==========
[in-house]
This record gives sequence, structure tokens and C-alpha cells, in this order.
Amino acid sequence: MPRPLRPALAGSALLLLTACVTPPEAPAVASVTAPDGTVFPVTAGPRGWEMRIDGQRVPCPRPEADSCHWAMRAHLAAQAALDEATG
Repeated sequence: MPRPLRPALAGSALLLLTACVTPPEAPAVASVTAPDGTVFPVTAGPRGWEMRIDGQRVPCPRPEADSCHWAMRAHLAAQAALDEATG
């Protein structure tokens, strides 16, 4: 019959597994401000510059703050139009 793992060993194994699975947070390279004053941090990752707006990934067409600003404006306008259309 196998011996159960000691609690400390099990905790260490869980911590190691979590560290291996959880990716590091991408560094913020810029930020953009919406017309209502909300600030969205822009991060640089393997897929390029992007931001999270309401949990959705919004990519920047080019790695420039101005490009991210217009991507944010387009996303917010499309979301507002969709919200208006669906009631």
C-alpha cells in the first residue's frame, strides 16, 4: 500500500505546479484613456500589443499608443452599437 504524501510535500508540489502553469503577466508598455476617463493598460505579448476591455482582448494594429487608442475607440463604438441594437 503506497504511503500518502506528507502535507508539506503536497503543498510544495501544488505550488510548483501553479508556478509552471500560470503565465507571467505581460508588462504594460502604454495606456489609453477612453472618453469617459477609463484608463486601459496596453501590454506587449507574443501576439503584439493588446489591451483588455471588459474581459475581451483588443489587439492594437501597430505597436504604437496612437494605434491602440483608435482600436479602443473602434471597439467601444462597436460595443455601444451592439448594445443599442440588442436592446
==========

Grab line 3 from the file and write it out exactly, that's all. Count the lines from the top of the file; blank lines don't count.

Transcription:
Amino acid sequence: MPRPLRPALAGSALLLLTACVTPPEAPAVASVTAPDGTVFPVTAGPRGWEMRIDGQRVPCPRPEADSCHWAMRAHLAAQAALDEATG